July 26th, 2012

Red Sag

Books #29-#31

#29 The Apocalypse Codex by Charles Stross

I began this year reading Stross's Laundry series, horribly excited for this new book and it does not disappoint at all. the wit and intrigue I expect from Stross is there. And the bad guys? are really. Really. CREEPY. even if you take away the Lovecraftian machinations, the things they do... hoo boy. *shudder* What gives me nightmares about this book is not the eater of souls, it's the lost girls ward... Cultists in guise of a fundamentalist mega church about to bring apocalypse on us.

#30 Good Omens by Neil Gaiman and Terry Pratchett

After the Apocalypse Codex, I needed some good clean fun about the apocalypse. And this, being Good Omens? I can't say anything about this book that has not been said before and better yet. But it was the first book by either Gaiman or Pratchett I read, all those years ago, and it kindled a love that will never fade away. This is also the book I handed out on World Book Night.

#31 Darkly Dreaming Dexter

As a fan of the show, I took he chance on the books. It was a very fast read, and I enjoyed it a lot. the prose is crisp and witty, although having watched the show some of the suspense was missing. Enjoyable and recommendable

#32 Dexter in the Dark

THird book in the series - I didn't find the second at the charity shop, alas - is again very enjoyable if a bit.. odd. it goes into something of a supernatural horror territory which in my opinion took away from Dexter's character. Not a bad book, however.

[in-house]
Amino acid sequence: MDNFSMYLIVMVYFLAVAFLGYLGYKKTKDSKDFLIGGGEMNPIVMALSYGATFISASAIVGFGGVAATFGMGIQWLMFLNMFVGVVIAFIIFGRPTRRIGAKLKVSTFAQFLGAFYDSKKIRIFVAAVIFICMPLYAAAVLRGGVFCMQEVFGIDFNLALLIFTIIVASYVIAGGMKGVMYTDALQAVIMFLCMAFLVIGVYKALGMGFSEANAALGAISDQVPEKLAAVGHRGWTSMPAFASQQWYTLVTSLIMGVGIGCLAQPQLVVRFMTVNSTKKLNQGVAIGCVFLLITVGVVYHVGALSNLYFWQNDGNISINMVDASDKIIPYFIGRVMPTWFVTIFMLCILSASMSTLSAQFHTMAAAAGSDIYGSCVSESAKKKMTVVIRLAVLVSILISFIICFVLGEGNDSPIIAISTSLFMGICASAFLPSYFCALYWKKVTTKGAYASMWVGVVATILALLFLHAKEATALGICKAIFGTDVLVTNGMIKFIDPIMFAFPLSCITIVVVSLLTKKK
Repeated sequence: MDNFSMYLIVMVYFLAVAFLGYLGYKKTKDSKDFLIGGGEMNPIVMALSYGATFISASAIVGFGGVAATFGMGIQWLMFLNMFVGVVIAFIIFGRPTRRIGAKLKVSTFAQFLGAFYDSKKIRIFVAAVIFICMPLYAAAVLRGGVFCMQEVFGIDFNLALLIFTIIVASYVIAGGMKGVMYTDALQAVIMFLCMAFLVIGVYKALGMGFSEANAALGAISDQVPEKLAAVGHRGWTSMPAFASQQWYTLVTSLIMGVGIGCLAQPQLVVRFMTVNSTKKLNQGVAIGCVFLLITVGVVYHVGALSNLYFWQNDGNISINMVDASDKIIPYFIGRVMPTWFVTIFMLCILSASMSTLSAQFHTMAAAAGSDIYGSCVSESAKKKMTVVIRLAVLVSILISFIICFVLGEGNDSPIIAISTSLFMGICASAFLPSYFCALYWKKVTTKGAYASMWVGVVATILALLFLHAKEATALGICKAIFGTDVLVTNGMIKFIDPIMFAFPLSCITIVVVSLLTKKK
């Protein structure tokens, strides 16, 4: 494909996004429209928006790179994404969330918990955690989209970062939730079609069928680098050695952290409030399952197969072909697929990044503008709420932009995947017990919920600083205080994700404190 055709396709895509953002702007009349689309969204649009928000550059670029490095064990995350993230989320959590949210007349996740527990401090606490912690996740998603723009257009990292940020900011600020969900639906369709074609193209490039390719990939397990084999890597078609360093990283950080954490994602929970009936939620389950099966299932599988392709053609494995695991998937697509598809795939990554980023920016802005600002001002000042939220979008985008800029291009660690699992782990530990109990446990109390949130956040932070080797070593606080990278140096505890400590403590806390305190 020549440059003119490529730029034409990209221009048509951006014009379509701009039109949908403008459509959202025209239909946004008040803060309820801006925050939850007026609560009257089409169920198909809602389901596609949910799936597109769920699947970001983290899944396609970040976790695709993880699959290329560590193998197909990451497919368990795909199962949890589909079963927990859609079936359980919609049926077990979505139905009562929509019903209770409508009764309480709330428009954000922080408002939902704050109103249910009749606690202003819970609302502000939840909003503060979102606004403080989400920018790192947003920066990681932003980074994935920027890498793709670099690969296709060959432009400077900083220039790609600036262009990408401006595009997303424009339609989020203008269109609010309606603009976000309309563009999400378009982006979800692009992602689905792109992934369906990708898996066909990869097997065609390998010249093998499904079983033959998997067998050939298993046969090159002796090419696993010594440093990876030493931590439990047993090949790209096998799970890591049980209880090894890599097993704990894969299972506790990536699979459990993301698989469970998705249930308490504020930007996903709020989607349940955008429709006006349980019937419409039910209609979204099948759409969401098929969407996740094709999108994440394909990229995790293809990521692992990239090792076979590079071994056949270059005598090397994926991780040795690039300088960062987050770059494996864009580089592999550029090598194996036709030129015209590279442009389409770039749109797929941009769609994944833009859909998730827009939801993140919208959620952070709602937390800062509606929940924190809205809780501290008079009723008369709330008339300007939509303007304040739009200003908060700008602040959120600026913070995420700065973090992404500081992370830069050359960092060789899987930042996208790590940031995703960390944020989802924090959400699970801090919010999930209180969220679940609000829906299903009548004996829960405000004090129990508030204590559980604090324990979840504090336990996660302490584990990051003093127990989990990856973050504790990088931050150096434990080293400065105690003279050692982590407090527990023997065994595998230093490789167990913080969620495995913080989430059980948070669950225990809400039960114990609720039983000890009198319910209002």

Up next: Dune. Blame DJ Mentat.

That Summer, Sarah Dessen

That Summer, Sarah Dessen
2/5    -nothing special
angst, coming of age, family

For fifteen-year-old Haven, life is changing too quickly. She's nearly six feet tall, her father is getting remarried, and her sister—the always perfect Ashley—is planning a wedding of her own. Haven wishes things could just go back to the way they were. Then an old boyfriend of Ashley's reenters the picture, and through him, Haven sees the past for what it really was, and comes to grips with the future.


Not really what I was expecting. It felt different than other Sarah Dessen books, it didn't follow the same formula. Mainly there was no love interest. I didn't like how nothing was resolved with her father. And the whole Sumner thing felt a bit too predictable.

book and cup

#76 The Gipsy's Baby - Rosamond Lehmann (1946)

As it is the Rosamond Lehmann reading week, and as I have loved reading her work so much in the past (I’ve yet to read everything she wrote) I decided to take a short break in my month of re-reading when I found this in Waterstones just waiting for me. I popped in (never usually going to full price book shops) just to see if they had a copy of one of the Rosamond Lehmann books I hadn’t read – they had, this one – I decided it was meant to be.
This short collection of stories Rosamond Lehmann wrote during the Second World War. They concern primarily the minutiae of everyday rural life. These stories do seem to offer the reader a different view of the world than Rosamond Lehmann’s novels which are more concerned with romantic love and the women who are hurt or betrayed by it. The war looms large particularly in the last of these stories, the families are socially speaking like those of the novels I have read – yet their worlds have been shrunk by the war. A lost trunk could prove disastrous- there is no chance of just replacing everything during such times.